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# ZingPath: Space Science

## Space Objects: Interactions Due to Gravitational Forces                         Searching for

## Space Science

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### Lesson Focus

#### Space Objects: Interactions Due to Gravitational Forces

Earth & Space Science

You will be presented with a series of challenges in which you manipulate variables that affect the motion of planets and moons.

### Now You Know

After completing this tutorial, you will be able to complete the following:

• Explain that gravitational force is the attractive force between masses.
• Explain that the gravitational force between objects with larger masses is greater than the gravitational force between objects with smaller masses.
• Explain that as the distance between objects decreases, the gravitational force between them increases.

### Everything You'll Have Covered

Gravitation may be defined as the attractive force between two bodies which is directly proportional to their masses and indirectly proportional to the distance between them. Scientist and mathematician, Sir Isaac Newton, published Principia in 1687 in which he hypothesized the Inverse-Square Law of Universal Gravitation. He used the following equation to express the gravitational force between two objects and the distance between them: force of gravity = where G is the universal gravitational constant. The value of G is approximately Newton's theory of gravitation was used to predict the location in the night sky of Neptune based on the motions of Uranus. We have not yet visited other planets or the Sun, but we know their masses. We calculate their masses by applying Newton's law of gravitation to the measured characteristics of the orbits. However, a discrepancy in Mercury's orbit that could not be accounted for using Newton's theory helped to point out flaws in the theory by the end of the nineteenth century. Although Newton's theory has been superseded, it is still utilized for most non-relativistic gravitational calculations and gives suitably accurate results in most applications.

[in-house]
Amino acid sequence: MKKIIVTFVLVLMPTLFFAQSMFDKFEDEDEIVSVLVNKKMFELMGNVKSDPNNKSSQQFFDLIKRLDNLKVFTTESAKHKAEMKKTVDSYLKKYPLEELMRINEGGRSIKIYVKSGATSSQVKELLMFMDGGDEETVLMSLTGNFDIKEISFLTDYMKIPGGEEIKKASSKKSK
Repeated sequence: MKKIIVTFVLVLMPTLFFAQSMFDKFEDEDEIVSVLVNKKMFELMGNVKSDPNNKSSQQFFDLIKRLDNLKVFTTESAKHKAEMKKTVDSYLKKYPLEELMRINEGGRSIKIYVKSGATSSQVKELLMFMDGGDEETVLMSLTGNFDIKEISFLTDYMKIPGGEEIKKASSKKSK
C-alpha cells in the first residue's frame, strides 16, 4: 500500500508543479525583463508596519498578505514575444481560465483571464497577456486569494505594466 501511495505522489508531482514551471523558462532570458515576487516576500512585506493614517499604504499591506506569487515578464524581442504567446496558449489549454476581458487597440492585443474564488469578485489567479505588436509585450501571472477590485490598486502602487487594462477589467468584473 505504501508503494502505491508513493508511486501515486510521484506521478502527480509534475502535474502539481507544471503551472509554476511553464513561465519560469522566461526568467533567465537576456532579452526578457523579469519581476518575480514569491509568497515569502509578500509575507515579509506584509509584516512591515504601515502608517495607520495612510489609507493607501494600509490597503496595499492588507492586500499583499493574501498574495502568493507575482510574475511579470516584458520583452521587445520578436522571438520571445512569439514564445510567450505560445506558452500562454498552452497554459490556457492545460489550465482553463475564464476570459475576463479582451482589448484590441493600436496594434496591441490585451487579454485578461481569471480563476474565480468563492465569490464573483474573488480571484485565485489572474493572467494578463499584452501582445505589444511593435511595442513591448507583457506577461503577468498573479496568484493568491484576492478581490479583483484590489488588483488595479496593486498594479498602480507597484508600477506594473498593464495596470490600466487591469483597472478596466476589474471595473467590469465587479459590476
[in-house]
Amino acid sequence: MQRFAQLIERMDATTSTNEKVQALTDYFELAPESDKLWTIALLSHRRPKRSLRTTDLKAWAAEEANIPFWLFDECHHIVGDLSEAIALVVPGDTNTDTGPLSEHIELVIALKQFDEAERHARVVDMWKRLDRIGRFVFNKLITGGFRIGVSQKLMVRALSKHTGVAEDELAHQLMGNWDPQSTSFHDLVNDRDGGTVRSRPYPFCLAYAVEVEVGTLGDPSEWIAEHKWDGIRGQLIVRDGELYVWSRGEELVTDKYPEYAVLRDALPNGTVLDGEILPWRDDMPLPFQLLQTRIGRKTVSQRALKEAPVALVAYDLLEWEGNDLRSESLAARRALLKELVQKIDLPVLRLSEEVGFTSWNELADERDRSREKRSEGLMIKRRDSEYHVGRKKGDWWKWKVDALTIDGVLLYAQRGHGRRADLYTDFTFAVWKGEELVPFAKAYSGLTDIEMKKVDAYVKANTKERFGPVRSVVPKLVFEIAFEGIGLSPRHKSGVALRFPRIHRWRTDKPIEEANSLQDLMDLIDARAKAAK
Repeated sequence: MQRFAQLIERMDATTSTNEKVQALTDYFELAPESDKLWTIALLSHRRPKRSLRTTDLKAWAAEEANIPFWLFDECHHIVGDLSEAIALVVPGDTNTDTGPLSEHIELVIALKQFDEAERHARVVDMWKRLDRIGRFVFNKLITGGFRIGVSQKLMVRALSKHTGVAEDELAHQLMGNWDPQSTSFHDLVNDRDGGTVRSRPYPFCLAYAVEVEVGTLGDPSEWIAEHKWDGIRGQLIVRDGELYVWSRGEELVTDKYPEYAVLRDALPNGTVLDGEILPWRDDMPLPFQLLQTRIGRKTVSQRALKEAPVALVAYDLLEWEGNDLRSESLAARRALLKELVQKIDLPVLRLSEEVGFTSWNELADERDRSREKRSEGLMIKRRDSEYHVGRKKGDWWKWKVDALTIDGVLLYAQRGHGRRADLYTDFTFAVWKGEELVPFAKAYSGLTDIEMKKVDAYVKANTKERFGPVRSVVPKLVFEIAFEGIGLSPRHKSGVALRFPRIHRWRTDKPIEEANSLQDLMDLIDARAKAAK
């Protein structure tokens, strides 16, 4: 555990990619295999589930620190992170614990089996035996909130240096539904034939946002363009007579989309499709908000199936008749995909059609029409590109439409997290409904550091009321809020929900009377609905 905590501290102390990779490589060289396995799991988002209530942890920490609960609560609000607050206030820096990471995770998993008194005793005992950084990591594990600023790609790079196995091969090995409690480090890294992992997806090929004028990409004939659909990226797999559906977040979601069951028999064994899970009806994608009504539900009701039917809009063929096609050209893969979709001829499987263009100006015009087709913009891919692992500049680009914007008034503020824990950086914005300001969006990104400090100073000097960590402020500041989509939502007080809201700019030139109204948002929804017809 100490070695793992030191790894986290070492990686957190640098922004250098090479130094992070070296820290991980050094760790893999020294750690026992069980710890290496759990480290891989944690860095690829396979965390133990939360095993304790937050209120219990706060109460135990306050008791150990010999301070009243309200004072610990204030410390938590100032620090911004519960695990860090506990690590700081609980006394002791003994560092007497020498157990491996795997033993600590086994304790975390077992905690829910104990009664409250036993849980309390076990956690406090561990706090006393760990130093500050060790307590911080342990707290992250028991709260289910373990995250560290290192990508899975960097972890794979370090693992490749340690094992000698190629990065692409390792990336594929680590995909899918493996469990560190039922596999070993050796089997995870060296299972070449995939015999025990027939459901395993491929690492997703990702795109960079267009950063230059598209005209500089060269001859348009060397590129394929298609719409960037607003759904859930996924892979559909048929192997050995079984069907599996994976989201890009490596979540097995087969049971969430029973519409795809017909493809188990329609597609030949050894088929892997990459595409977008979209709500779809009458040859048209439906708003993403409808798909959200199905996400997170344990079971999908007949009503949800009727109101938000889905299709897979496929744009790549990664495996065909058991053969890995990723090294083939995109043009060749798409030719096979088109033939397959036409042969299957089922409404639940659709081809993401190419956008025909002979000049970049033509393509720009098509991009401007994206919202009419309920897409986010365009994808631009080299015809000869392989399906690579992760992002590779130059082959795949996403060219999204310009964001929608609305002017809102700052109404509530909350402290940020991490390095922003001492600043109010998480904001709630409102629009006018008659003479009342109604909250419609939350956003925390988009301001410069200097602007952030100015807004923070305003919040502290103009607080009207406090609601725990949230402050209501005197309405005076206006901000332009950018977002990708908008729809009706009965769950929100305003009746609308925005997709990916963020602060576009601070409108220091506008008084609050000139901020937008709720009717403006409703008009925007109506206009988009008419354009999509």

The discrepancy in Mercury's orbit was accounted for in 1915 by Albert Einstein's General Theory of Relativity. Einstein proposed that the effects of gravitation are ascribed to the curvature or warping of the fabric of spacetime. Spacetime is curved by matter, and the degree of curvature or warping is proportional to the mass of the matter. Einstein's General Theory of Relativity has become a fundamental tool in modern astrophysics and provides the underpinning for the current understanding of black holes. Einstein's General Theory of Relativity is not the only relativistic theory. It is, however, the simplest of its kind and is most consistent with experimental data. Several decades after its discovery, scientists realized that general relativity is incompatible with quantum mechanics. Many hope to reconcile any inconsistencies with a Theory of Everything, hypothesizing that 10-26 spacetime dimensions exist.

Clearly, there is much that scientists do not know yet regarding gravitation and celestial objects. We do know, however that gravitational force is the attractive force between two masses. We have observed that objects that have a bigger mass produce a stronger gravitational pull than smaller ones. Additionally, as the distance between objects decreases, the gravitational force between them increases.

### Tutorial Details

 Approximate Time 30 Minutes Pre-requisite Concepts Learners should be familiar with gravity, mass, motion, orbits, and velocity. Course Earth & Space Science Type of Tutorial Concept Development Key Vocabulary celestial, direction, distance